For more than 100 years scientists have attempted to determine the truth or falsity of claims that some people are able to describe and experience events or information blocked from ordinary perception. For the past 25 years, the authors of this paper—together with researchers in laboratories around the world—have carried out experiments in remote viewing. The evidence for this mode of perception, or direct knowing of distant events and objects, has convinced us of the validity of these claims. It has been widely observed that the accuracy and reliability of this sensory awareness do not diminish with either electromagnetic shielding, or with increases in temporal or spatial separation between the percipient and the target to be described. Modern physics describes such a time and space independent connection between percipient and target as nonlocal.


While this study is concerned with ESP, it surely includes thought within that concern, and it is interesting that because the study is concerned with ESP that in terms of measurement they are at least willing to consider zero distance between points, which radically changes the way thought would be measured, if it can be measured at all.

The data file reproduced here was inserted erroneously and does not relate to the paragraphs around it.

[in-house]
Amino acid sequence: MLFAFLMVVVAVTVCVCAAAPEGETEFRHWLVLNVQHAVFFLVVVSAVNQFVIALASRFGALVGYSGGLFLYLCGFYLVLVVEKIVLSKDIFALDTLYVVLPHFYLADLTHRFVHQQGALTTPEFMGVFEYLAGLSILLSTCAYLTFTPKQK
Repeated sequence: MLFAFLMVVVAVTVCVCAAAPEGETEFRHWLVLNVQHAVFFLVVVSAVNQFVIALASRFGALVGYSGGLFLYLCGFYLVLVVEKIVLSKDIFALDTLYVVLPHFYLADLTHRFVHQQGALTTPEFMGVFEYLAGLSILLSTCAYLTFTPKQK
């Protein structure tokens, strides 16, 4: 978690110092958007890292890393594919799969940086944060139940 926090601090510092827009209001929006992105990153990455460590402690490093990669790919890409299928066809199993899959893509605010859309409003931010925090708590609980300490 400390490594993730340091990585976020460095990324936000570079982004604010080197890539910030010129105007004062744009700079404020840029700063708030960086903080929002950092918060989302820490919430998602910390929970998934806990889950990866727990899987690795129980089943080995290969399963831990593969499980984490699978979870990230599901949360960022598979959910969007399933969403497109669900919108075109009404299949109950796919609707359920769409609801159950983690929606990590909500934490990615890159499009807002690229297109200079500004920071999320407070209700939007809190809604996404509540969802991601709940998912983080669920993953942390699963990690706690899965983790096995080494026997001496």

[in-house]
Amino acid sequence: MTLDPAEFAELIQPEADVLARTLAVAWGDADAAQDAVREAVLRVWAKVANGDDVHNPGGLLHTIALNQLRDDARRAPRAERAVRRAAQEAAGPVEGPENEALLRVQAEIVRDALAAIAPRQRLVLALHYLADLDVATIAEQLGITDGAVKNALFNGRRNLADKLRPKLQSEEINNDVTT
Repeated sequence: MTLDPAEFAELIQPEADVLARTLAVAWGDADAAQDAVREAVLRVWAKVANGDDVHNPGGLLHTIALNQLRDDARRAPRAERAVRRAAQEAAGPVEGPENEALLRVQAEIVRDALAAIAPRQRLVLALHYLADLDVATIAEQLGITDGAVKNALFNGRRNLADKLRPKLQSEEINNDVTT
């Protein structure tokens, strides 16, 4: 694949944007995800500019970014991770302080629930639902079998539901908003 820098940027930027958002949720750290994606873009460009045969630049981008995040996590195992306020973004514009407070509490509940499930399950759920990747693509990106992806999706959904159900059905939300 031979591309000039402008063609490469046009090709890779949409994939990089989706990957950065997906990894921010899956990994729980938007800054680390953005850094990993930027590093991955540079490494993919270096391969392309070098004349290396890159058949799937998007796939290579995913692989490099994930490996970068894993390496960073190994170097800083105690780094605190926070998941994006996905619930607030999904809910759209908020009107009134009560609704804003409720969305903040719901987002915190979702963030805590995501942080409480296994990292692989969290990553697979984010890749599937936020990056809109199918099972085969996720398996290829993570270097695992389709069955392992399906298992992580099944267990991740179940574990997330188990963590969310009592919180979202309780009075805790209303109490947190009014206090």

For example, our model is in good agreement with the ideas presented in the recent physics book The Nonlocal Universe, where we read, “…the universe on a very basic level could be a vast web of particles, which remain in contact with one another over any distance, [and] in no time” (Stapp, 1999).


Unable to find any book titled The Non Local Universe by Henry P. Stapp, I was able to find a book by that title written by Robert Nadeau and Menas Kafatos. For those interested, here is a link that allows you to download a free e-book. Here is just a taste of what these authors claim: